Two men, cursing, struggling to drag a limp carcass across the clearing towards the fire while simultaneously attempting to keep a grasp on their weapons. They were big men, identical in features, with pale skin and dark beards. Neither seemed particularly intelligent, especially as they floundered through the clearing, but that seemed to be, reflected the youth, a hallmark of this barbarian race. Of course, such a thing was to be expected. In a land like this, knowing how to swing a sword and shoot a bow was more valuable than anything else. They dumped the body in front of the fire— a deer, pierced through the neck by a single arrow— and settled down on the other side of the flames. One of them, slightly smaller than his brother but still much larger than the crouching youth, looked up across the fire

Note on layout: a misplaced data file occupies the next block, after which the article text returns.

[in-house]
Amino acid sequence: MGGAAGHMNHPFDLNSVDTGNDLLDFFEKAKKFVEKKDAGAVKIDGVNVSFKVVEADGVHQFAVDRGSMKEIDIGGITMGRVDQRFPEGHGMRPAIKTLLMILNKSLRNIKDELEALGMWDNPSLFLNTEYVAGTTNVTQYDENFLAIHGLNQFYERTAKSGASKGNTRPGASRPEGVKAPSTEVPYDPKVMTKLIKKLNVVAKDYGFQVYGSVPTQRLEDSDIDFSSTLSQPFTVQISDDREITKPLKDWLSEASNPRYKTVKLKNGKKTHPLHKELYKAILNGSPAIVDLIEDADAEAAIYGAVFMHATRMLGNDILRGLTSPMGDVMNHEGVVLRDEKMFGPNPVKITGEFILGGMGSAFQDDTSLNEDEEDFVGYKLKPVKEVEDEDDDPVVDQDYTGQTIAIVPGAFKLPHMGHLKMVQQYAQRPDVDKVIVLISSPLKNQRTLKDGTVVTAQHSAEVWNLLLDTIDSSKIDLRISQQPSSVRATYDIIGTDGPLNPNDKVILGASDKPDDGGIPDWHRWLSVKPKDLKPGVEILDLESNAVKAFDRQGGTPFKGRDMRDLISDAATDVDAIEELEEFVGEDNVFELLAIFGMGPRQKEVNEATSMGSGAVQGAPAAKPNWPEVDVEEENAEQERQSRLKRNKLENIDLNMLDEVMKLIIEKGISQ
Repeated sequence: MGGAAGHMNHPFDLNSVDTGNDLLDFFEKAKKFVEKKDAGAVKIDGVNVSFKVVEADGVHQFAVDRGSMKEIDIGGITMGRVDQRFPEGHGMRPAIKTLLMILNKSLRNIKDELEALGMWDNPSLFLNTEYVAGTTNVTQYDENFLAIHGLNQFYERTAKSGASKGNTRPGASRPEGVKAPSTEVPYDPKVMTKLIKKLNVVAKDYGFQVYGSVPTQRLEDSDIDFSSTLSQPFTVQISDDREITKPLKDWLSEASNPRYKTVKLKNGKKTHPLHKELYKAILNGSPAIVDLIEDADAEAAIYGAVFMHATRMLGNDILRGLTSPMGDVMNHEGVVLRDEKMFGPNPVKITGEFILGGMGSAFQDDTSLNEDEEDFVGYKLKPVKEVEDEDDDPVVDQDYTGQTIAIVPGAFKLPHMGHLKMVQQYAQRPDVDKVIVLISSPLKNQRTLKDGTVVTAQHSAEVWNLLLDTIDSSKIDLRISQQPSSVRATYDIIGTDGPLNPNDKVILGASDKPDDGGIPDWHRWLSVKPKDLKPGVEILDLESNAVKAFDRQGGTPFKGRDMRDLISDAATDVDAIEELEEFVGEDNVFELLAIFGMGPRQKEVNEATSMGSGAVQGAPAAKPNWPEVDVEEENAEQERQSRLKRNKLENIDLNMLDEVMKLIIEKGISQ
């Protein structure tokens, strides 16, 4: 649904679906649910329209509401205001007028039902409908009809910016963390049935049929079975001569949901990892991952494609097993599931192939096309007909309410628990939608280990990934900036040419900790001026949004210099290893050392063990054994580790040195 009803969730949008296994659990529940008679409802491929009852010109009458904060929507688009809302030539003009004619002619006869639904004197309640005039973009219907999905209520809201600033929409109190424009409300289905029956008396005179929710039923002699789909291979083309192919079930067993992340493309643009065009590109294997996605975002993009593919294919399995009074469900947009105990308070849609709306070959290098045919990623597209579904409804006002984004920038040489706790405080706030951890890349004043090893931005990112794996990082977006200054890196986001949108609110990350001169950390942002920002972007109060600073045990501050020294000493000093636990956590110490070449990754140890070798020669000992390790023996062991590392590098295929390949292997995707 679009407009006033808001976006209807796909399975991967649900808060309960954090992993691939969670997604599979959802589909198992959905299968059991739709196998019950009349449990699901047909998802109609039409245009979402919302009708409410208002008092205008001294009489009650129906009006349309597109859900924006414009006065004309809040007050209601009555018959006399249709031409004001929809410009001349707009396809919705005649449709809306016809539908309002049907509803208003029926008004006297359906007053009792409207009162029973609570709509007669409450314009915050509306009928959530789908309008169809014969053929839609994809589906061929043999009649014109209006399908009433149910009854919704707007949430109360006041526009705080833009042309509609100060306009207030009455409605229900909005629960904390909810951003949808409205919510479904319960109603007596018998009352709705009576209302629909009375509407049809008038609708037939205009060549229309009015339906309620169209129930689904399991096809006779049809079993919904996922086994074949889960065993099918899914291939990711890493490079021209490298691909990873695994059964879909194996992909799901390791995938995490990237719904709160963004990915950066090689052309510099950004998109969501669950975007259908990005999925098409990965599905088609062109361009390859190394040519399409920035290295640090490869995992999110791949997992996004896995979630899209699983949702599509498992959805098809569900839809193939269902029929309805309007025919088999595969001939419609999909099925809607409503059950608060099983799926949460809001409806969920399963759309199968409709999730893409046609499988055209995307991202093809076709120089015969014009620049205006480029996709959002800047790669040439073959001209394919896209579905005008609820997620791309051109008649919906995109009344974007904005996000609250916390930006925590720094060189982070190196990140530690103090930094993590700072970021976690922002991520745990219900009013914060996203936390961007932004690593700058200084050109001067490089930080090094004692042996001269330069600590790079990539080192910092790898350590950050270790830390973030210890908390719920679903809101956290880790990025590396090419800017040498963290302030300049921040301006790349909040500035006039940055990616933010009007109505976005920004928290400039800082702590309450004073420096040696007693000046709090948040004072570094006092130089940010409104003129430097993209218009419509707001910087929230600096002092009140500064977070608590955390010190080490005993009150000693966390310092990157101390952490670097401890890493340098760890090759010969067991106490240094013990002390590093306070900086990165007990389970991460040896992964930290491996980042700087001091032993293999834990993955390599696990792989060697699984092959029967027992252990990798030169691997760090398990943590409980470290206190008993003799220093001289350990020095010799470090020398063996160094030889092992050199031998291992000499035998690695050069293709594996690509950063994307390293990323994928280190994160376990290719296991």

“Oi, you.” He caught the youth’s eye and pointed a spear at the fair-haired boy with a menacing glare. “Go and get some water. And no running off.” The boy nodded, lifting himself to his feet and grabbing a wooden bucket.
As he trudged out of the clearing, the other brother called out after him. “We mean it, lad. Don’t think we want to go through the trouble of chasing you down again.” He glared at the floor as he entered the treeline. They didn’t need chains to keep him from running, and they knew it. They might not have been able to put an intelligent thought together between the two of them, but they could stalk a deer on a rainy day.